Years after questions were raised about their integrity, two of the University of Minnesota's highest-profile scientific discoveries have been retracted in one week — one that offered hope over the therapeutic potential of stem cells and another that offered a promising path toward treating Alzheimer's disease.

The studies are more than a decade old and superseded by other discoveries in their fields. But the retractions of the Alzheimer's paper on Monday and the stem cell paper on June 17 are setbacks for an institution that is fighting to move up the U.S. rankings in academic reputation and federal research dollars.

Both studies were published in the prestigious journal Nature and collectively have been cited nearly 7,000 times. Researchers worldwide were using these papers to support their work years after they had been disputed.

That shows the harm in the drawn-out university investigation and the journal's retractions, said Dr. Matthew Schrag, a neurologist who scrutinized the Alzheimer's paper in 2022 outside of his role at Vanderbilt University. "We are squandering not only resources but the credibility and reputation of our profession by failing to address obvious misconduct."

The university in a statement on Tuesday said that it has many ethics requirements that weren't in place when these papers were published that should prevent future disputes and retractions.

The discoveries were notable in their days because they offered unexpected solutions to vexing scientific and political problems.

Dr. Catherine Verfaillie and colleagues in 2002 reported that they coaxed mesenchymal stem cells from adult bone marrow into growing numerous other cell types and tissues in the body. Only stem cells from early-stage human embryos had shown such regenerative potential at that time, and they were controversial because they were derived from aborted fetuses or leftover embryos from infertility treatments. President George W. Bush had banned federal funding for embryonic research, fueling a search for alternative stem cell sources.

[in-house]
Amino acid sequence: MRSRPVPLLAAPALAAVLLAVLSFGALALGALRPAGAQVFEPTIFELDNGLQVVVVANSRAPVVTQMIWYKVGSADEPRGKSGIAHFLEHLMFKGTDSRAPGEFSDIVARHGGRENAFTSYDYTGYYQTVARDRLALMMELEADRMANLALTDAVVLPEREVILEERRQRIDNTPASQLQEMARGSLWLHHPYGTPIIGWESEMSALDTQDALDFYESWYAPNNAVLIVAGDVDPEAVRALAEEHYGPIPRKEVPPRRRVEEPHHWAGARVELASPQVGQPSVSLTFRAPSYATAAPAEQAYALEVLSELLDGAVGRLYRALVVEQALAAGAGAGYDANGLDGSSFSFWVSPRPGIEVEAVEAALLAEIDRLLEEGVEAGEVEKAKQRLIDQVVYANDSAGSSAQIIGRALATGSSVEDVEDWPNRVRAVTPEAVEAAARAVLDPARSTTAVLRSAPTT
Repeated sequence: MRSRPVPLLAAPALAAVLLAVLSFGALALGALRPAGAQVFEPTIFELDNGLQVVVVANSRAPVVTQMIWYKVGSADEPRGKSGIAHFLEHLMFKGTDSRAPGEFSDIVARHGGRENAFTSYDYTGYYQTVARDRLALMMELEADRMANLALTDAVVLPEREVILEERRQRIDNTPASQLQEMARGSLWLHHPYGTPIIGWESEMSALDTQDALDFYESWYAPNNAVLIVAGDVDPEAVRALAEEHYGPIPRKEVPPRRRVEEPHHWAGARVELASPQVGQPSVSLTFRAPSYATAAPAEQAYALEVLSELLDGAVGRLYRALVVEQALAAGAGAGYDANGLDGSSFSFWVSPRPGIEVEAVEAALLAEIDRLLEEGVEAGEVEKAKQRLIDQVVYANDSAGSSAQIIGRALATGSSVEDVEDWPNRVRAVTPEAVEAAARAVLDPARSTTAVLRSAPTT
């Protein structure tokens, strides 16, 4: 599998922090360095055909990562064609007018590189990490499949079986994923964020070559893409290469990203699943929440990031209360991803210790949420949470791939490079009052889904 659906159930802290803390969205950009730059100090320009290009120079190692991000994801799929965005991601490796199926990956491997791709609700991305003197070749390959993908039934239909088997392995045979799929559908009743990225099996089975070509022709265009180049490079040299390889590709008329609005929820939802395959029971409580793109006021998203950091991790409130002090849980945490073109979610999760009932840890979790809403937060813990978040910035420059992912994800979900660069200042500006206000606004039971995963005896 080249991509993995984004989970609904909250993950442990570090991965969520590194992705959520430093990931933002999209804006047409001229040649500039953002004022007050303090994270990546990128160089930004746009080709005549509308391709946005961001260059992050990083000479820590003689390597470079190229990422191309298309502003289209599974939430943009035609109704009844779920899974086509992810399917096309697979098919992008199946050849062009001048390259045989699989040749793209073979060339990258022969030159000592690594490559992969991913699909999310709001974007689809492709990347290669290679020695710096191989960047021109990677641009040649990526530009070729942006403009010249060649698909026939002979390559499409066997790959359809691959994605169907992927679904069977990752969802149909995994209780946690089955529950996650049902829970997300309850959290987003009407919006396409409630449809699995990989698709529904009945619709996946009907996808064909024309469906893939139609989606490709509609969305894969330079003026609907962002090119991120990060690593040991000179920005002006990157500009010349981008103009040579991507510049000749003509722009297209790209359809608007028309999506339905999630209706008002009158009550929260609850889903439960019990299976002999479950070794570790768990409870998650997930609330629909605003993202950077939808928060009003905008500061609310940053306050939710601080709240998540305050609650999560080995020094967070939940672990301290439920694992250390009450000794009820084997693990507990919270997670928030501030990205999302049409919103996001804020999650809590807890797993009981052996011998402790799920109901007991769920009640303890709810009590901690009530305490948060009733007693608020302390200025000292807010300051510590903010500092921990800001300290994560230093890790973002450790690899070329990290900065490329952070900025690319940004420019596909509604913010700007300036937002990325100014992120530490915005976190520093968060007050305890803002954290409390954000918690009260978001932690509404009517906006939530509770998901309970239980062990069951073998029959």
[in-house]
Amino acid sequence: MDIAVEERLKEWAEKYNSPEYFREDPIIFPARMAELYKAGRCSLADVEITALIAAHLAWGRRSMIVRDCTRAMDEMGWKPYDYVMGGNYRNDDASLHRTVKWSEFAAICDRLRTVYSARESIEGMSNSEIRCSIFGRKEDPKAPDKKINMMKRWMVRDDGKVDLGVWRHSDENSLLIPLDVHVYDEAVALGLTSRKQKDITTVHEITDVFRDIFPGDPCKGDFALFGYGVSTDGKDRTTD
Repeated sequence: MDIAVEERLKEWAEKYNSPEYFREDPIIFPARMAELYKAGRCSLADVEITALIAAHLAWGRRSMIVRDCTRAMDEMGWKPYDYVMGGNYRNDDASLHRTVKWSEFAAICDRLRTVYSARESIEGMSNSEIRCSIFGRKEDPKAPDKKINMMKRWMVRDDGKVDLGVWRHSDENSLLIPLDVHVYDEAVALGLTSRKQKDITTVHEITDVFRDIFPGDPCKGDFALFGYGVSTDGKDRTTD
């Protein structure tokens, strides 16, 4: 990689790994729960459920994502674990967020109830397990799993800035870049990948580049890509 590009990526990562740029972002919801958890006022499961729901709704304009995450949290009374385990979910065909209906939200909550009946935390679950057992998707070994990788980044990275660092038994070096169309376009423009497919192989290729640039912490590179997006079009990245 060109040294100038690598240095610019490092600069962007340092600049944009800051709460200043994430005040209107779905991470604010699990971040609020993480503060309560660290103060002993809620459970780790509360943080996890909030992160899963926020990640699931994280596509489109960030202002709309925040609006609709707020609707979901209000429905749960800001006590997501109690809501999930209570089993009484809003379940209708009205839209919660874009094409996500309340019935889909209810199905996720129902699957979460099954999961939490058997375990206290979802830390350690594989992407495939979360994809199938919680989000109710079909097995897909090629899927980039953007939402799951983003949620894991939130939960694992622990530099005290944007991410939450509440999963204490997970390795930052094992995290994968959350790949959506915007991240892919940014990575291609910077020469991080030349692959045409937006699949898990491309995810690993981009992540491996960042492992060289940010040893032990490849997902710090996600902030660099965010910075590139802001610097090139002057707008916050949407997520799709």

Dr. Karen Ashe and colleagues similarly gained global attention in 2006 when they found a molecular target that appeared influential in the onset of Alzheimer's disease, which remains incurable and a leading source of dementia and death in America's aging population. Mice mimicking that molecule, amyloid beta star 56, showed worse memory loss based on their ability to navigate a maze. Ashe theorized that a drug targeting that molecule could help people overcome or slow Alzheimer's debilitating effects.

The problems leading to the retractions were remarkably similar. Colleagues at other institutions struggled to replicate their findings, which prompted others to look closer at the images of cellular or molecular activity in mice on which their findings were based.

Peter Aldhous first raised concerns in 2006 over the stem cell discovery as a science journalist and San Francisco bureau chief for New Scientist magazine.

"The big claim that these were essentially the same as embryonic stem cells and can differentiate into anything, nobody was able to replicate that," he said.

Verfaillie and colleagues corrected the Nature paper in 2007, which contained an image of cellular activity in mice that appeared identical to an image in a different paper that supposedly came from different mice. The U then launched an investigation over complaints of image duplications or manipulations in more of Verfaillie's papers. It eventually cleared her of misconduct, but blamed her for inadequate training and oversight and claimed that a junior researcher had falsified data in a similar study published in the journal Blood. That article was retracted in 2009.

Concerns resurfaced in 2019 over the Nature stem cell paper when Elisabeth Bik, a microbiologist-turned-research detective, found more examples of image duplication.